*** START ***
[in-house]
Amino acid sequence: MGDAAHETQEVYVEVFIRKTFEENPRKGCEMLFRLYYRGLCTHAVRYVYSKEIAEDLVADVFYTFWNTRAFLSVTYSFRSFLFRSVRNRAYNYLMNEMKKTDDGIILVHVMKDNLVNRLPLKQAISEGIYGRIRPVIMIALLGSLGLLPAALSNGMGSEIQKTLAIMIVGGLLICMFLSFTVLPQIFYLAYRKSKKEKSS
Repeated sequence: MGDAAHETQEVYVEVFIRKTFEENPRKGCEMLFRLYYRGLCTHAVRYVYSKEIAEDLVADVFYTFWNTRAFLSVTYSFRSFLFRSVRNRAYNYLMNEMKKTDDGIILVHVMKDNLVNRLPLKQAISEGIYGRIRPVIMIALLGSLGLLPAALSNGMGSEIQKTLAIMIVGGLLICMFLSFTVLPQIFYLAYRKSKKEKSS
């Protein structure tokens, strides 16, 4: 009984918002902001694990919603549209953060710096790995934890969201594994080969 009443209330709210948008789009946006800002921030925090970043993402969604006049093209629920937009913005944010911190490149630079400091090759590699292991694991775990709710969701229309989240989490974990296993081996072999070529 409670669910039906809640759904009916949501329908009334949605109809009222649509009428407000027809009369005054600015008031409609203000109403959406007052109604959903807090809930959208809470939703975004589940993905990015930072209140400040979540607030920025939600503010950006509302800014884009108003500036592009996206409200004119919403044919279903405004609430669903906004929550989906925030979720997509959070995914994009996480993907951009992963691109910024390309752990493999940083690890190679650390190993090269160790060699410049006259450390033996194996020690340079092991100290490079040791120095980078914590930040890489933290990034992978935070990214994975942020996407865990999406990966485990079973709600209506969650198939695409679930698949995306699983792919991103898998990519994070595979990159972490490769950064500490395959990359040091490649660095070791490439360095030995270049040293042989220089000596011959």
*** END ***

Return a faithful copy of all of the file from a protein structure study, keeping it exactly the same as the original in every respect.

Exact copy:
[in-house]
Amino acid sequence: MGDAAHETQEVYVEVFIRKTFEENPRKGCEMLFRLYYRGLCTHAVRYVYSKEIAEDLVADVFYTFWNTRAFLSVTYSFRSFLFRSVRNRAYNYLMNEMKKTDDGIILVHVMKDNLVNRLPLKQAISEGIYGRIRPVIMIALLGSLGLLPAALSNGMGSEIQKTLAIMIVGGLLICMFLSFTVLPQIFYLAYRKSKKEKSS
Repeated sequence: MGDAAHETQEVYVEVFIRKTFEENPRKGCEMLFRLYYRGLCTHAVRYVYSKEIAEDLVADVFYTFWNTRAFLSVTYSFRSFLFRSVRNRAYNYLMNEMKKTDDGIILVHVMKDNLVNRLPLKQAISEGIYGRIRPVIMIALLGSLGLLPAALSNGMGSEIQKTLAIMIVGGLLICMFLSFTVLPQIFYLAYRKSKKEKSS
């Protein structure tokens, strides 16, 4: 009984918002902001694990919603549209953060710096790995934890969201594994080969 009443209330709210948008789009946006800002921030925090970043993402969604006049093209629920937009913005944010911190490149630079400091090759590699292991694991775990709710969701229309989240989490974990296993081996072999070529 409670669910039906809640759904009916949501329908009334949605109809009222649509009428407000027809009369005054600015008031409609203000109403959406007052109604959903807090809930959208809470939703975004589940993905990015930072209140400040979540607030920025939600503010950006509302800014884009108003500036592009996206409200004119919403044919279903405004609430669903906004929550989906925030979720997509959070995914994009996480993907951009992963691109910024390309752990493999940083690890190679650390190993090269160790060699410049006259450390033996194996020690340079092991100290490079040791120095980078914590930040890489933290990034992978935070990214994975942020996407865990999406990966485990079973709600209506969650198939695409679930698949995306699983792919991103898998990519994070595979990159972490490769950064500490395959990359040091490649660095070791490439360095030995270049040293042989220089000596011959």